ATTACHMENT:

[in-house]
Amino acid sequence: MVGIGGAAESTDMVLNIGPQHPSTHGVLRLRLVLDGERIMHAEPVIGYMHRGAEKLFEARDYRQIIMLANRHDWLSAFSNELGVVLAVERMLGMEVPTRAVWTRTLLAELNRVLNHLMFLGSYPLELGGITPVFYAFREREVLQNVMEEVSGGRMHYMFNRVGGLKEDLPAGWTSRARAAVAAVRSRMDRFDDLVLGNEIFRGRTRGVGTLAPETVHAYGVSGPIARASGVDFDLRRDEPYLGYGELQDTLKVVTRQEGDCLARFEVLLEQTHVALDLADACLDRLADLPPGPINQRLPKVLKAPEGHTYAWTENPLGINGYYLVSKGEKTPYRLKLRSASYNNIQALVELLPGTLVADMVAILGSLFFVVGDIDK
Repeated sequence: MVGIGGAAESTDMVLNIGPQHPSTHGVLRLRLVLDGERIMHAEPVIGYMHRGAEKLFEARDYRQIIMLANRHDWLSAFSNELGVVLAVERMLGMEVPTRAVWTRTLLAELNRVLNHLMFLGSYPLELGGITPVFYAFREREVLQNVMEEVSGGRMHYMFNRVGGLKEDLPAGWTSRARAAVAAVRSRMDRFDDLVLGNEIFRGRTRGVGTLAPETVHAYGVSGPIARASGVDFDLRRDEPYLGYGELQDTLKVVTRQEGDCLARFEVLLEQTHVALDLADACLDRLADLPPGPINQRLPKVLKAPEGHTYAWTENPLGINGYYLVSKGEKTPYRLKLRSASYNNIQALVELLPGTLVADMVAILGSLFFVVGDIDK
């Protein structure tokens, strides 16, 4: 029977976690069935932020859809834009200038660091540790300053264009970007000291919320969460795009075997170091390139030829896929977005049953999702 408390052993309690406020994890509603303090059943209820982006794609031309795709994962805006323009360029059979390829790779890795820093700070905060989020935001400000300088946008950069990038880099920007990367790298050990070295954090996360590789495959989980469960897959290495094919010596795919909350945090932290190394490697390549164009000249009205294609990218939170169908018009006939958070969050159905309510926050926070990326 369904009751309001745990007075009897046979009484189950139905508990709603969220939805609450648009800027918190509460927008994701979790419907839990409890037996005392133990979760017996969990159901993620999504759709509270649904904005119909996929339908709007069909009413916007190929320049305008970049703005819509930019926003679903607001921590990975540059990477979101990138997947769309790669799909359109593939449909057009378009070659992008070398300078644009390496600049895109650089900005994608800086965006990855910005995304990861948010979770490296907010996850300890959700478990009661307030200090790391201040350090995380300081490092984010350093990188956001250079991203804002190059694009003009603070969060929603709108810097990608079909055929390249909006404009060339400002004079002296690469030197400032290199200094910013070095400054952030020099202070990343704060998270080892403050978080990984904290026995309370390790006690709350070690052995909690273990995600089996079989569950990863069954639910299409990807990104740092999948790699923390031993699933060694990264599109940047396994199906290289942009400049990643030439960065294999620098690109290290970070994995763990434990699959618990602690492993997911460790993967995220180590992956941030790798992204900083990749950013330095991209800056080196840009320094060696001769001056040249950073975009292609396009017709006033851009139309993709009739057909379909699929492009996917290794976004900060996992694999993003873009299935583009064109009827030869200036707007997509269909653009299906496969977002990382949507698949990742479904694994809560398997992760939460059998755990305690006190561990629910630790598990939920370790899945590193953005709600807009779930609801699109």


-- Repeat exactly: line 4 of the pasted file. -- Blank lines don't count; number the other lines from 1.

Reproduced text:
């Protein structure tokens, strides 16, 4: 029977976690069935932020859809834009200038660091540790300053264009970007000291919320969460795009075997170091390139030829896929977005049953999702 408390052993309690406020994890509603303090059943209820982006794609031309795709994962805006323009360029059979390829790779890795820093700070905060989020935001400000300088946008950069990038880099920007990367790298050990070295954090996360590789495959989980469960897959290495094919010596795919909350945090932290190394490697390549164009000249009205294609990218939170169908018009006939958070969050159905309510926050926070990326 369904009751309001745990007075009897046979009484189950139905508990709603969220939805609450648009800027918190509460927008994701979790419907839990409890037996005392133990979760017996969990159901993620999504759709509270649904904005119909996929339908709007069909009413916007190929320049305008970049703005819509930019926003679903607001921590990975540059990477979101990138997947769309790669799909359109593939449909057009378009070659992008070398300078644009390496600049895109650089900005994608800086965006990855910005995304990861948010979770490296907010996850300890959700478990009661307030200090790391201040350090995380300081490092984010350093990188956001250079991203804002190059694009003009603070969060929603709108810097990608079909055929390249909006404009060339400002004079002296690469030197400032290199200094910013070095400054952030020099202070990343704060998270080892403050978080990984904290026995309370390790006690709350070690052995909690273990995600089996079989569950990863069954639910299409990807990104740092999948790699923390031993699933060694990264599109940047396994199906290289942009400049990643030439960065294999620098690109290290970070994995763990434990699959618990602690492993997911460790993967995220180590992956941030790798992204900083990749950013330095991209800056080196840009320094060696001769001056040249950073975009292609396009017709006033851009139309993709009739057909379909699929492009996917290794976004900060996992694999993003873009299935583009064109009827030869200036707007997509269909653009299906496969977002990382949507698949990742479904694994809560398997992760939460059998755990305690006190561990629910630790598990939920370790899945590193953005709600807009779930609801699109």